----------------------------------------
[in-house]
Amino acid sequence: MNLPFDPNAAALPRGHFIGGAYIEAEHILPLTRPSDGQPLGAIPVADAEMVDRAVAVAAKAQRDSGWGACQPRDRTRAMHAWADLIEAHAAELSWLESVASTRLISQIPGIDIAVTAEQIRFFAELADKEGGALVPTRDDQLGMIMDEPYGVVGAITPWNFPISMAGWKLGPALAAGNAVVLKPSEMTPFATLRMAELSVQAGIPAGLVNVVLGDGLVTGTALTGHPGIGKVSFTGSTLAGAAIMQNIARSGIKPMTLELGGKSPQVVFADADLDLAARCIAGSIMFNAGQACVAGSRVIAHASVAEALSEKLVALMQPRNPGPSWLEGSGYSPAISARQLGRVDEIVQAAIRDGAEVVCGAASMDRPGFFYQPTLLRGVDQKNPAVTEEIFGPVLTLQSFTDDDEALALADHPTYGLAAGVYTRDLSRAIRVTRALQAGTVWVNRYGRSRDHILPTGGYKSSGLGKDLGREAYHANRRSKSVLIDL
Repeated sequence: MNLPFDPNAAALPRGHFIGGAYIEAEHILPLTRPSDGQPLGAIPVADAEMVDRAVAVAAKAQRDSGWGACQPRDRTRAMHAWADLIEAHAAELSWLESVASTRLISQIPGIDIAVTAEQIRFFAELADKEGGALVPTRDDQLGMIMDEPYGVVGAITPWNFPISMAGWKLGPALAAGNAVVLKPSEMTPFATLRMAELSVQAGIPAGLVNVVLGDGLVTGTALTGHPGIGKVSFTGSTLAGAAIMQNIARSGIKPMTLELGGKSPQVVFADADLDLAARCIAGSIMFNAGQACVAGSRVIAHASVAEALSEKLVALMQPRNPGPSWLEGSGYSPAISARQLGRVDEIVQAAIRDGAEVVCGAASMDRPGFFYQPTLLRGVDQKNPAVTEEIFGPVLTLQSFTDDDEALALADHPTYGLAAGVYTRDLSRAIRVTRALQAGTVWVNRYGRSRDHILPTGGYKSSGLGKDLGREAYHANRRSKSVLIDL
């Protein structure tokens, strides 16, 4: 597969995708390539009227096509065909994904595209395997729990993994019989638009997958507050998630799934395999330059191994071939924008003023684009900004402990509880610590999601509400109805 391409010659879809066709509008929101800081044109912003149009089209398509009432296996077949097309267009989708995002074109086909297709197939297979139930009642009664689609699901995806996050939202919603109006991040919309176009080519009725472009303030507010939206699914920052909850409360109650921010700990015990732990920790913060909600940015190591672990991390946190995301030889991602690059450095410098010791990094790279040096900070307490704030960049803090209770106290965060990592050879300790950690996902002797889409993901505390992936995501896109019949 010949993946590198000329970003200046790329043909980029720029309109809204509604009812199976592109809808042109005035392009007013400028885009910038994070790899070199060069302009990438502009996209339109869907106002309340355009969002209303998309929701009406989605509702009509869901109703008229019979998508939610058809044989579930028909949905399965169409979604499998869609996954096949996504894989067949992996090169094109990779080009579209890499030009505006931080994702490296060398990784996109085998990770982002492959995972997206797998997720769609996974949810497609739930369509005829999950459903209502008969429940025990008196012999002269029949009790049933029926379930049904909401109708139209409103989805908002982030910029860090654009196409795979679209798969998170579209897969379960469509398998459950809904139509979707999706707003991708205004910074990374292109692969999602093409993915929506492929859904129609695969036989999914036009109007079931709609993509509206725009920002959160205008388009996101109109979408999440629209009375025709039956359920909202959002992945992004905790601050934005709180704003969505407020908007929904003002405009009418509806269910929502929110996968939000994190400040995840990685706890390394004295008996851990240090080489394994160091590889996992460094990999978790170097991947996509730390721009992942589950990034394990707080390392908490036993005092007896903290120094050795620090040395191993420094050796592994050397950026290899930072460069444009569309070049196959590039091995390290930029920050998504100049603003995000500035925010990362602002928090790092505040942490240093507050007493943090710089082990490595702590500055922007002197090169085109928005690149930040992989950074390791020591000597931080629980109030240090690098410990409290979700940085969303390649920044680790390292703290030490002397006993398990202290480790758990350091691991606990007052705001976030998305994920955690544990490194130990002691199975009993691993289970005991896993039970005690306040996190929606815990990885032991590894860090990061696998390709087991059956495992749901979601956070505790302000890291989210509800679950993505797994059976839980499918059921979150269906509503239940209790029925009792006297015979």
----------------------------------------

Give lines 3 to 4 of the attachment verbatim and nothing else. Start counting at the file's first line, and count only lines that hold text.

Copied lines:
Repeated sequence: MNLPFDPNAAALPRGHFIGGAYIEAEHILPLTRPSDGQPLGAIPVADAEMVDRAVAVAAKAQRDSGWGACQPRDRTRAMHAWADLIEAHAAELSWLESVASTRLISQIPGIDIAVTAEQIRFFAELADKEGGALVPTRDDQLGMIMDEPYGVVGAITPWNFPISMAGWKLGPALAAGNAVVLKPSEMTPFATLRMAELSVQAGIPAGLVNVVLGDGLVTGTALTGHPGIGKVSFTGSTLAGAAIMQNIARSGIKPMTLELGGKSPQVVFADADLDLAARCIAGSIMFNAGQACVAGSRVIAHASVAEALSEKLVALMQPRNPGPSWLEGSGYSPAISARQLGRVDEIVQAAIRDGAEVVCGAASMDRPGFFYQPTLLRGVDQKNPAVTEEIFGPVLTLQSFTDDDEALALADHPTYGLAAGVYTRDLSRAIRVTRALQAGTVWVNRYGRSRDHILPTGGYKSSGLGKDLGREAYHANRRSKSVLIDL
């Protein structure tokens, strides 16, 4: 597969995708390539009227096509065909994904595209395997729990993994019989638009997958507050998630799934395999330059191994071939924008003023684009900004402990509880610590999601509400109805 391409010659879809066709509008929101800081044109912003149009089209398509009432296996077949097309267009989708995002074109086909297709197939297979139930009642009664689609699901995806996050939202919603109006991040919309176009080519009725472009303030507010939206699914920052909850409360109650921010700990015990732990920790913060909600940015190591672990991390946190995301030889991602690059450095410098010791990094790279040096900070307490704030960049803090209770106290965060990592050879300790950690996902002797889409993901505390992936995501896109019949 010949993946590198000329970003200046790329043909980029720029309109809204509604009812199976592109809808042109005035392009007013400028885009910038994070790899070199060069302009990438502009996209339109869907106002309340355009969002209303998309929701009406989605509702009509869901109703008229019979998508939610058809044989579930028909949905399965169409979604499998869609996954096949996504894989067949992996090169094109990779080009579209890499030009505006931080994702490296060398990784996109085998990770982002492959995972997206797998997720769609996974949810497609739930369509005829999950459903209502008969429940025990008196012999002269029949009790049933029926379930049904909401109708139209409103989805908002982030910029860090654009196409795979679209798969998170579209897969379960469509398998459950809904139509979707999706707003991708205004910074990374292109692969999602093409993915929506492929859904129609695969036989999914036009109007079931709609993509509206725009920002959160205008388009996101109109979408999440629209009375025709039956359920909202959002992945992004905790601050934005709180704003969505407020908007929904003002405009009418509806269910929502929110996968939000994190400040995840990685706890390394004295008996851990240090080489394994160091590889996992460094990999978790170097991947996509730390721009992942589950990034394990707080390392908490036993005092007896903290120094050795620090040395191993420094050796592994050397950026290899930072460069444009569309070049196959590039091995390290930029920050998504100049603003995000500035925010990362602002928090790092505040942490240093507050007493943090710089082990490595702590500055922007002197090169085109928005690149930040992989950074390791020591000597931080629980109030240090690098410990409290979700940085969303390649920044680790390292703290030490002397006993398990202290480790758990350091691991606990007052705001976030998305994920955690544990490194130990002691199975009993691993289970005991896993039970005690306040996190929606815990990885032991590894860090990061696998390709087991059956495992749901979601956070505790302000890291989210509800679950993505797994059976839980499918059921979150269906509503239940209790029925009792006297015979």